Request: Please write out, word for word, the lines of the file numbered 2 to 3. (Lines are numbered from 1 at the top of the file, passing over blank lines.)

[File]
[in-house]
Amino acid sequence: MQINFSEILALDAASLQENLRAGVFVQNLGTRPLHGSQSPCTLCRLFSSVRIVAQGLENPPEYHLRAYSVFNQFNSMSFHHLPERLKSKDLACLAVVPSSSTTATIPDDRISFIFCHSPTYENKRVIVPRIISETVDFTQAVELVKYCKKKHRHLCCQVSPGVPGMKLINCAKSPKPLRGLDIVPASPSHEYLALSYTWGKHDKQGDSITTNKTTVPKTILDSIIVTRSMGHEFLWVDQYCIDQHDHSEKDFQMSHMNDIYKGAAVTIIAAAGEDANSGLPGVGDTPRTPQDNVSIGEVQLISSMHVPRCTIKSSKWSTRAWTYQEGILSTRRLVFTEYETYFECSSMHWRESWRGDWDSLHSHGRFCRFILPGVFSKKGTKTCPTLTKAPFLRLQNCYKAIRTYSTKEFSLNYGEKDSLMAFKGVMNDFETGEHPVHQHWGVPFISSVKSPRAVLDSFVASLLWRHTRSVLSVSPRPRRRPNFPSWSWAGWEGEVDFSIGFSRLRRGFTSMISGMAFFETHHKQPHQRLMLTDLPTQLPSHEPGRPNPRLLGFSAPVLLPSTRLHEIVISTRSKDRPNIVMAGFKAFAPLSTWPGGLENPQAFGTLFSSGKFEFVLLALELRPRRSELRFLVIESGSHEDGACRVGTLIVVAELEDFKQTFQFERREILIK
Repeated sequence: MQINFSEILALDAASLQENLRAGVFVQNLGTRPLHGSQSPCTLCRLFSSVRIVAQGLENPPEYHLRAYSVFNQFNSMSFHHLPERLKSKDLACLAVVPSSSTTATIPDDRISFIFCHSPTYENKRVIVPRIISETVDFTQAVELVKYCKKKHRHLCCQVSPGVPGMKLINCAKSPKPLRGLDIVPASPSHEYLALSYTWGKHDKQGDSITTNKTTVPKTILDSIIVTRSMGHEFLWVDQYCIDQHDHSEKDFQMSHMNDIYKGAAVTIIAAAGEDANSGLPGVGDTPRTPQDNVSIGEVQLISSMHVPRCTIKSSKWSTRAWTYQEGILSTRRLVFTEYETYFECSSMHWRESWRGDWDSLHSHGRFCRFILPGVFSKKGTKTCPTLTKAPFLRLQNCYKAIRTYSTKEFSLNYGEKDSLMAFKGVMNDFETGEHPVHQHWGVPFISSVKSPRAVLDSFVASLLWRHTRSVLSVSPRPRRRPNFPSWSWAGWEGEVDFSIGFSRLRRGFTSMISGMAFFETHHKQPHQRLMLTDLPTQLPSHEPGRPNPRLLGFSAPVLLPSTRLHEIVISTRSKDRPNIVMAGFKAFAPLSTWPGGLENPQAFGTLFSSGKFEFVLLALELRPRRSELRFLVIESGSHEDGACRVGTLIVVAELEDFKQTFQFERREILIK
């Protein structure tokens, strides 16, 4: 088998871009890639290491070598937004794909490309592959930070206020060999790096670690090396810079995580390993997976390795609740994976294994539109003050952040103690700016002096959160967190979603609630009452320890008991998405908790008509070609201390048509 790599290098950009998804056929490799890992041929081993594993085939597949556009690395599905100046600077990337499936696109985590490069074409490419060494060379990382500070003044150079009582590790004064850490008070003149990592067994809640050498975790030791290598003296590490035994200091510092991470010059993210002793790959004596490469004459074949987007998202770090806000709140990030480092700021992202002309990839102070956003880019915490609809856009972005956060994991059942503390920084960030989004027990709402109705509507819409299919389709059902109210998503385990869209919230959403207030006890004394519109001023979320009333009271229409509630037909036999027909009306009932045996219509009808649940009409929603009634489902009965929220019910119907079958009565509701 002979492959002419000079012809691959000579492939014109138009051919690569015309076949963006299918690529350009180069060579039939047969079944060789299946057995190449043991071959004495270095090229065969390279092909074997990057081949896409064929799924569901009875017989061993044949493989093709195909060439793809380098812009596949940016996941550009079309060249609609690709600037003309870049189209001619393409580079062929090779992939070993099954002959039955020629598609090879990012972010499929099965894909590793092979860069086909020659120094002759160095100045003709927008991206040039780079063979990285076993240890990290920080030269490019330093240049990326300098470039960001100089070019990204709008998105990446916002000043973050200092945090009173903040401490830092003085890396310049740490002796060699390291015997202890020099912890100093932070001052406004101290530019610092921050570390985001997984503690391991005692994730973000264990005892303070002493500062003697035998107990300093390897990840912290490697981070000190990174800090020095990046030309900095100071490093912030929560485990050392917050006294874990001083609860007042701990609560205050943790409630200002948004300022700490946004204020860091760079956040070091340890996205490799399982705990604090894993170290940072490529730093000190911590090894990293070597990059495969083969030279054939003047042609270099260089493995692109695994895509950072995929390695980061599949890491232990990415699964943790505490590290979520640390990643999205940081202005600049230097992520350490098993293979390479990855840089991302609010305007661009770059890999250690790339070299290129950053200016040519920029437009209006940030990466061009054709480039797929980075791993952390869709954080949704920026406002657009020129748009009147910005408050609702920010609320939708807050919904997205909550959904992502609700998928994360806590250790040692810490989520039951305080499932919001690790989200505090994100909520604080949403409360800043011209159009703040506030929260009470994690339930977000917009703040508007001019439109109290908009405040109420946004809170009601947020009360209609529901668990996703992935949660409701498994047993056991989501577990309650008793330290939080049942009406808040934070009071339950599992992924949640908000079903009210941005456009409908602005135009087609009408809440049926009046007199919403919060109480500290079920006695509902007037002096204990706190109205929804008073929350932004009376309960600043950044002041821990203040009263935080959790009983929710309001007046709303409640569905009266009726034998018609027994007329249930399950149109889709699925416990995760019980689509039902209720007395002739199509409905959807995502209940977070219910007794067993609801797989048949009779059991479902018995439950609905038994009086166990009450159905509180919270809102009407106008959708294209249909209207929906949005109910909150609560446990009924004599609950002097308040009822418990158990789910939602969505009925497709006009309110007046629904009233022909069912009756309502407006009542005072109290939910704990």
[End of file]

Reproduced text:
Amino acid sequence: MQINFSEILALDAASLQENLRAGVFVQNLGTRPLHGSQSPCTLCRLFSSVRIVAQGLENPPEYHLRAYSVFNQFNSMSFHHLPERLKSKDLACLAVVPSSSTTATIPDDRISFIFCHSPTYENKRVIVPRIISETVDFTQAVELVKYCKKKHRHLCCQVSPGVPGMKLINCAKSPKPLRGLDIVPASPSHEYLALSYTWGKHDKQGDSITTNKTTVPKTILDSIIVTRSMGHEFLWVDQYCIDQHDHSEKDFQMSHMNDIYKGAAVTIIAAAGEDANSGLPGVGDTPRTPQDNVSIGEVQLISSMHVPRCTIKSSKWSTRAWTYQEGILSTRRLVFTEYETYFECSSMHWRESWRGDWDSLHSHGRFCRFILPGVFSKKGTKTCPTLTKAPFLRLQNCYKAIRTYSTKEFSLNYGEKDSLMAFKGVMNDFETGEHPVHQHWGVPFISSVKSPRAVLDSFVASLLWRHTRSVLSVSPRPRRRPNFPSWSWAGWEGEVDFSIGFSRLRRGFTSMISGMAFFETHHKQPHQRLMLTDLPTQLPSHEPGRPNPRLLGFSAPVLLPSTRLHEIVISTRSKDRPNIVMAGFKAFAPLSTWPGGLENPQAFGTLFSSGKFEFVLLALELRPRRSELRFLVIESGSHEDGACRVGTLIVVAELEDFKQTFQFERREILIK
Repeated sequence: MQINFSEILALDAASLQENLRAGVFVQNLGTRPLHGSQSPCTLCRLFSSVRIVAQGLENPPEYHLRAYSVFNQFNSMSFHHLPERLKSKDLACLAVVPSSSTTATIPDDRISFIFCHSPTYENKRVIVPRIISETVDFTQAVELVKYCKKKHRHLCCQVSPGVPGMKLINCAKSPKPLRGLDIVPASPSHEYLALSYTWGKHDKQGDSITTNKTTVPKTILDSIIVTRSMGHEFLWVDQYCIDQHDHSEKDFQMSHMNDIYKGAAVTIIAAAGEDANSGLPGVGDTPRTPQDNVSIGEVQLISSMHVPRCTIKSSKWSTRAWTYQEGILSTRRLVFTEYETYFECSSMHWRESWRGDWDSLHSHGRFCRFILPGVFSKKGTKTCPTLTKAPFLRLQNCYKAIRTYSTKEFSLNYGEKDSLMAFKGVMNDFETGEHPVHQHWGVPFISSVKSPRAVLDSFVASLLWRHTRSVLSVSPRPRRRPNFPSWSWAGWEGEVDFSIGFSRLRRGFTSMISGMAFFETHHKQPHQRLMLTDLPTQLPSHEPGRPNPRLLGFSAPVLLPSTRLHEIVISTRSKDRPNIVMAGFKAFAPLSTWPGGLENPQAFGTLFSSGKFEFVLLALELRPRRSELRFLVIESGSHEDGACRVGTLIVVAELEDFKQTFQFERREILIK